Experimental evidence for a universal threshold characterizing wave-induced sea ice break-up
- 1Department of Infrastructure Engineering, University of Melbourne, Parkville, Australia
- 2Norwegian Meteorological Institute, Oslo, Norway
- 3Department of Mathematics, University of Oslo, Oslo, Norway
- 4Arctic and Antarctic Research Institute (AARI), St. Petersburg, Russian Federation
- 5Australian Antarctic Division and Australian Antarctic Program Partnership, University of Tasmania, Hobart, Australia
- 6The University Centre in Svalbard, Longyearbyen, Norway
- 7Coastal and Hydraulics Laboratory, U.S. Army Engineering Research and Development Center, Duck, North Carolina, USA
- 8Science and Technology Branch, Environment and Climate Change Canada, Dorval, Canada
- 9Environmental Numerical Prediction Research, Environment and Climate Change Canada, Dorval, Canada
- 10Laboratory for Regional Oceanography and Numerical Modeling, National Laboratory for Marine Science and Technology, Qingdao, China
Correspondence: Joey J. Voermans (firstname.lastname@example.org)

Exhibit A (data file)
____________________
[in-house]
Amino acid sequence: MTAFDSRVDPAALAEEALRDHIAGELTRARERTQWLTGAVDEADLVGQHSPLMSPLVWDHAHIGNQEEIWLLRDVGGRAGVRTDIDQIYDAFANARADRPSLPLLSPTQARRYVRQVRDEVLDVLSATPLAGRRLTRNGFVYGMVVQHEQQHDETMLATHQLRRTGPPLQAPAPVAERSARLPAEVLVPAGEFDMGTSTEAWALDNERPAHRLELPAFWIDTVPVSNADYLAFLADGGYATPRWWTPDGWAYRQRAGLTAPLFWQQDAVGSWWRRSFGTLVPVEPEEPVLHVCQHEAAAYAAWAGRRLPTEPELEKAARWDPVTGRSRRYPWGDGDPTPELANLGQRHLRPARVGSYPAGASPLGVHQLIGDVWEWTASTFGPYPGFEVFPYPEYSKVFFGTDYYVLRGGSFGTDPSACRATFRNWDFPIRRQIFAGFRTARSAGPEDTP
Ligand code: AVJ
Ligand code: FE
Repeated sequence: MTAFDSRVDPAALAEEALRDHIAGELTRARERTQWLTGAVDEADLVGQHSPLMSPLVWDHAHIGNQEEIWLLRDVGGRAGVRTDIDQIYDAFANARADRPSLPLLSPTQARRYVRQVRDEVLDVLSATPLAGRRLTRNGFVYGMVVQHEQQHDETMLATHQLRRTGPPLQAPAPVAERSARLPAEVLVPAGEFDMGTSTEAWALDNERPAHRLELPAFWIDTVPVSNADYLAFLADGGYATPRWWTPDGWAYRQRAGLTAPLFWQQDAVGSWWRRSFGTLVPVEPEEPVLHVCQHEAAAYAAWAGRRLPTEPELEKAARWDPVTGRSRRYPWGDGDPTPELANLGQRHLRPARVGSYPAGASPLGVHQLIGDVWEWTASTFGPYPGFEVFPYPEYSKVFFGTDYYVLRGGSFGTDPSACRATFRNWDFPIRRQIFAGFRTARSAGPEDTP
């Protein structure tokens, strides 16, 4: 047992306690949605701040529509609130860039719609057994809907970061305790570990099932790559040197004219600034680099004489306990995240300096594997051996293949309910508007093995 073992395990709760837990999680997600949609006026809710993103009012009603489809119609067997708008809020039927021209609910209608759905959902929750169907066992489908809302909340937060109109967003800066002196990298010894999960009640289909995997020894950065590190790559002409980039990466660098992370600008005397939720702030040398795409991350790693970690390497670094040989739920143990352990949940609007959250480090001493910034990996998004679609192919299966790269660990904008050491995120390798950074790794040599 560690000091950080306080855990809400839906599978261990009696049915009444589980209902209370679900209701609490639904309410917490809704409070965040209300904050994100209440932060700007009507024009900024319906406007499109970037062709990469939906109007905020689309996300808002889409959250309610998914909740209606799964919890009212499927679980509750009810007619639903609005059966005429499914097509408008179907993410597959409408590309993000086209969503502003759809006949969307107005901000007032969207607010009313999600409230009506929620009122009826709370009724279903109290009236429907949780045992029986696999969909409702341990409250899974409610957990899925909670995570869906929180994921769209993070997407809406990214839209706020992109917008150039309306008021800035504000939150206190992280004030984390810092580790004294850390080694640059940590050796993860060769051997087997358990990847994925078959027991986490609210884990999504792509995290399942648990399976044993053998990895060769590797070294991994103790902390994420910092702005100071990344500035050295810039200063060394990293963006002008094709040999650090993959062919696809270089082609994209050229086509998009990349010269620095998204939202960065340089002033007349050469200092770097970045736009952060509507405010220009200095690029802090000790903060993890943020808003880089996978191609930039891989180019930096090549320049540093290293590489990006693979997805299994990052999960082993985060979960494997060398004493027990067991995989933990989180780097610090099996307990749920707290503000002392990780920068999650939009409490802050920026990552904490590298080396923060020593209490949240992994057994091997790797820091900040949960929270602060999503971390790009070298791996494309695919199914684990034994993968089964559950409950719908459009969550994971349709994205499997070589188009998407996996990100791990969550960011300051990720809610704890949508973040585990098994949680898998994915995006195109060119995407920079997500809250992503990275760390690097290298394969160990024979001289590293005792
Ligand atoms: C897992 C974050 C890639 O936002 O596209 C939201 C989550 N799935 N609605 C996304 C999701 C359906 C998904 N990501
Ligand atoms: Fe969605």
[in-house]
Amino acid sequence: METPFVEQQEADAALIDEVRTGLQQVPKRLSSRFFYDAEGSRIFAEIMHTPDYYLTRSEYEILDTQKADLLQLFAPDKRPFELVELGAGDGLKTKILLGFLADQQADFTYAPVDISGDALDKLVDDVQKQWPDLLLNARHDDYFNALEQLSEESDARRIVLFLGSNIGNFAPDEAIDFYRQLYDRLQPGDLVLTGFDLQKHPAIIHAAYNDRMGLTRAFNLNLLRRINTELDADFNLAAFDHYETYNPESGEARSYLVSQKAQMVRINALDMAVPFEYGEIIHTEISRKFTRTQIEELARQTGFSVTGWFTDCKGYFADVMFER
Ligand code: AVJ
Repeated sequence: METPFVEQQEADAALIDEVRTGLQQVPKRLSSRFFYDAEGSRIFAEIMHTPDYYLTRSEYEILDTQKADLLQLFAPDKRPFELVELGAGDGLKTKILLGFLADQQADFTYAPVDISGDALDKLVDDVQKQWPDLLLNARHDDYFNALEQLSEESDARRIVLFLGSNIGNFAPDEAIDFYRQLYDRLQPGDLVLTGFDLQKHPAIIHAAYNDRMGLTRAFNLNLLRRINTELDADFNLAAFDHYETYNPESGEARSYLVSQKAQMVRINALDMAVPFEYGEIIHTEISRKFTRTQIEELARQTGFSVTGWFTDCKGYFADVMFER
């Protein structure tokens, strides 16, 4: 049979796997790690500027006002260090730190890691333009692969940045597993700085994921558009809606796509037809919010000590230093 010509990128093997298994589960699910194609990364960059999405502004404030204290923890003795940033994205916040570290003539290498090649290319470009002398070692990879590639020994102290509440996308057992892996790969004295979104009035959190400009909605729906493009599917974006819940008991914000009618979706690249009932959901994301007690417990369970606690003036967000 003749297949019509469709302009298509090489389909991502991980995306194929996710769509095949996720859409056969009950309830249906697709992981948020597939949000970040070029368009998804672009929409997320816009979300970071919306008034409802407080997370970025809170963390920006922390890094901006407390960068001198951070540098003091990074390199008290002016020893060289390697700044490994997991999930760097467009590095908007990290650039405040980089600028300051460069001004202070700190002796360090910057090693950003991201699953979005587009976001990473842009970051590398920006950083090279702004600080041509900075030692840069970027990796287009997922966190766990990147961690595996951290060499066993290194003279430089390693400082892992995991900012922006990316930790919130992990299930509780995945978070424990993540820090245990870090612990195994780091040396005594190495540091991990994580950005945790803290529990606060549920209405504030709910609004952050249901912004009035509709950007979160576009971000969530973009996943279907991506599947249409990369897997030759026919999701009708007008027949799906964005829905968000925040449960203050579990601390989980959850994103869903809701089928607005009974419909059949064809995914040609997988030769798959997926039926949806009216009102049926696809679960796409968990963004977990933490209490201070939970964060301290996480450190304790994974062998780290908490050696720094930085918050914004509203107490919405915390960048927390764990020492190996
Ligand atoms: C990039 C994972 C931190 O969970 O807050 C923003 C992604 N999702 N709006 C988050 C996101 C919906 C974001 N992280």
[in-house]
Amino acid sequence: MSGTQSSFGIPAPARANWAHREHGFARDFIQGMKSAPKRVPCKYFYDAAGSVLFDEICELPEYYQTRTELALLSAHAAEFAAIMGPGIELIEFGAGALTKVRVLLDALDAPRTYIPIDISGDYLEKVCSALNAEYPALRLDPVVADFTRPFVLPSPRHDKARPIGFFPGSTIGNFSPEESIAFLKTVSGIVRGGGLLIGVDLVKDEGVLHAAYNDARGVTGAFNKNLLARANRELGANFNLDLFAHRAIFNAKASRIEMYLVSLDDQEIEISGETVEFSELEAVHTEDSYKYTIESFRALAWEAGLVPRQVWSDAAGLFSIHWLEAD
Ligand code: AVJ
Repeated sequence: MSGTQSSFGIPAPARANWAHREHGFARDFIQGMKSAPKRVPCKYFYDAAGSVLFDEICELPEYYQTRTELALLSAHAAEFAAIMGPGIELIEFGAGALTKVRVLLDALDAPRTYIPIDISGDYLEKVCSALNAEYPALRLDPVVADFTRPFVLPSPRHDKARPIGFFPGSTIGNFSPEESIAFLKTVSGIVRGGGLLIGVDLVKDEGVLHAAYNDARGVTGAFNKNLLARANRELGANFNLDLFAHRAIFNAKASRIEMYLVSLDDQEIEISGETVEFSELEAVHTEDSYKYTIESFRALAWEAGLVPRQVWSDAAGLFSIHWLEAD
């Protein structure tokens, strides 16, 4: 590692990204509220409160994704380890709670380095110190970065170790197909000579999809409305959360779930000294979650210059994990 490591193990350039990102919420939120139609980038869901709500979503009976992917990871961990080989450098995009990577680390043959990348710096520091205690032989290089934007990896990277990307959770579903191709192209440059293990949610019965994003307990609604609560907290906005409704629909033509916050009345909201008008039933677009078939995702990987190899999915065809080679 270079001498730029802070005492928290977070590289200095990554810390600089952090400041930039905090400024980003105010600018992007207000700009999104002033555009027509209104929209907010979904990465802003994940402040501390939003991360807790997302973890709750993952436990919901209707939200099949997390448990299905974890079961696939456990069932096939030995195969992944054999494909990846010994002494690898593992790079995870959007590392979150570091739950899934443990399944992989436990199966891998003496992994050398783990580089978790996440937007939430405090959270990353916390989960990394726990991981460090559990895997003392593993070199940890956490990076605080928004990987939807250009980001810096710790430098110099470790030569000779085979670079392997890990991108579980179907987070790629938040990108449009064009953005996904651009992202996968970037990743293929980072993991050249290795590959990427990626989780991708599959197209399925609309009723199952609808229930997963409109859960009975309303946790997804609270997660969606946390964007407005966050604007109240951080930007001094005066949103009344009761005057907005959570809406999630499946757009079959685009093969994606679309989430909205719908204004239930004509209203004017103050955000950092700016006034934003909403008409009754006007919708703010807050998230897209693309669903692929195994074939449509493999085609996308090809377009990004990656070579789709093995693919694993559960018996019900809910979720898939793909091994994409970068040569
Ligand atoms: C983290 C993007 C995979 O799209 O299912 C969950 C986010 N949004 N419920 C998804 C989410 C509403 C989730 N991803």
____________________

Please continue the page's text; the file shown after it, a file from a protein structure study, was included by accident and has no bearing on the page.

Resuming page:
Waves can drastically transform a sea ice cover by inducing break-up over vast distances in the course of a few hours. However, relatively few detailed studies have described this phenomenon in a quantitative manner, and the process of sea ice break-up by waves needs to be further parameterized and verified before it can be reliably included in forecasting models. In the present work, we discuss sea ice break-up parameterization and demonstrate the existence of an observational threshold separating breaking and non-breaking cases. This threshold is based on information from two recent field campaigns, supplemented with existing observations of sea ice break-up. The data used cover a wide range of scales, from laboratory-grown sea ice to polar field observations. Remarkably, we show that both field and laboratory observations tend to converge to a single quantitative threshold at which the wave-induced sea ice break-up takes place, which opens a promising avenue for robust parametrization in operational forecasting models.